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Found 3 results

  1. Dragon Sickness

    This is a very good video series explaining some basic errors that can be met while trying to engage in practical Daoist meditations. The first video is a great summary even for experts. The best benefit however is for self-initiates and newbies who are often clueless where to begin and whether they can safely practice on their own. The answer to that is: it depends on many conditions chiefly involving health and the purity of mind, but being too sure of oneself is more evidence of Dunning-Kruger effect than real skill. Deviations are not fun and can take a long time to heal, yet very often we can witness on this forum also how someone's pride and arrogance reveal unwise disregard for their own continued well-being. As if they were completely immune to any shortcomings and mistakes, and as if mastery was attained with the snap of fingers! It's good to be informed that these deviation conditions exist and why it's especially important to have contact with a knowledgeable teacher who can observe and help you correct yourself before unwitting mistakes and errors escalate into sickness. As a related note, it would be wonderful to poll the Dao Bums about how many of us have completely managed to avoid any deviations. I for sure haven't been such an outstanding student, but then my entry to the world of internal training was in order to get healed from imbalances caused by traumas, which is far from optimal. Video 1: Video 2: Video 3: Video 4: Video 5:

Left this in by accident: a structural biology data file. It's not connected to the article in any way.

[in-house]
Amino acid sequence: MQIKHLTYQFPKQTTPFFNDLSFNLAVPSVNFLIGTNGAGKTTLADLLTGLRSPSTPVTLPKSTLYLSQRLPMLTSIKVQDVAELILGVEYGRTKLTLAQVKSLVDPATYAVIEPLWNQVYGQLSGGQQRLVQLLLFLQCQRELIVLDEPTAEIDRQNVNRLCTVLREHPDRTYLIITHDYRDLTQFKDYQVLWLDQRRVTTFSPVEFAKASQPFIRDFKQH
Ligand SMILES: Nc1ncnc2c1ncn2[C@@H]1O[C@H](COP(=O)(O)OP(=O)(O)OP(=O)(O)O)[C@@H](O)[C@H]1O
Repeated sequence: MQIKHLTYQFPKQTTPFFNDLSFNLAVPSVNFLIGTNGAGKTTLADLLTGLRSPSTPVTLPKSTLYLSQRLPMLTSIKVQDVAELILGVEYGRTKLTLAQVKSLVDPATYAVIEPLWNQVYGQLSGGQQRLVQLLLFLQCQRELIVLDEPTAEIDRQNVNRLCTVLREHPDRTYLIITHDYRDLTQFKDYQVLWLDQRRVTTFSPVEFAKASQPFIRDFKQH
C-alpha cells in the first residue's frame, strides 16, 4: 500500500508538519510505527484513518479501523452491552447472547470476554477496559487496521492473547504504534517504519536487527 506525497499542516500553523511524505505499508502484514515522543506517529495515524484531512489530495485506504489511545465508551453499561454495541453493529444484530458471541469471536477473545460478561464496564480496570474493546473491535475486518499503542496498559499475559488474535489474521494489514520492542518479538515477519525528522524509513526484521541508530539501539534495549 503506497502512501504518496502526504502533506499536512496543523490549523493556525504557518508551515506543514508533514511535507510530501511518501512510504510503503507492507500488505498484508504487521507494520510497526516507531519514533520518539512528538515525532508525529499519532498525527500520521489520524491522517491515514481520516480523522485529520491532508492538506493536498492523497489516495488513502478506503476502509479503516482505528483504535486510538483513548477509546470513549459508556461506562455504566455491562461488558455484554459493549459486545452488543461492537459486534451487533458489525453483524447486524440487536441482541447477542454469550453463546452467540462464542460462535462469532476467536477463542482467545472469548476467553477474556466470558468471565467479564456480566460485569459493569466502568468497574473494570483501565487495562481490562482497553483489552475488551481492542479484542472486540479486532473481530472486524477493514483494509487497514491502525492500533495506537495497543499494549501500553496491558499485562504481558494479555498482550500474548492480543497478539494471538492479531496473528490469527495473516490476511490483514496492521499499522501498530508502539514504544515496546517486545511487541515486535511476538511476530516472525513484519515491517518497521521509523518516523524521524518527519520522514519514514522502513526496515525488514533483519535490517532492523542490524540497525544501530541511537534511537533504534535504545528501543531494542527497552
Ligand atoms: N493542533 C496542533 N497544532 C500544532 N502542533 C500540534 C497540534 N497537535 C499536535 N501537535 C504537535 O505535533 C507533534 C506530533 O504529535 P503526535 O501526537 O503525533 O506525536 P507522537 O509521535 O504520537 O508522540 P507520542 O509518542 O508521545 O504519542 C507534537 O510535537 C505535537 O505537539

2. Looking for the Characters

    Perhaps some of you might recognize these concepts and point me towards sources and the chinese characters and pronunciation for them. Three currents of will: Yi (Discipline) 意 Wu (Theurgic Will) 無 Jing (Sexual Will). 精
  3. What is Yi?

    So you can say, working with the yijing is working with the hexagrams But you could also say we're working with yi, through the hexagrams -and that any oracular method (e.g. tea leaves) actually tries to understand yi, no? So, what is Yi?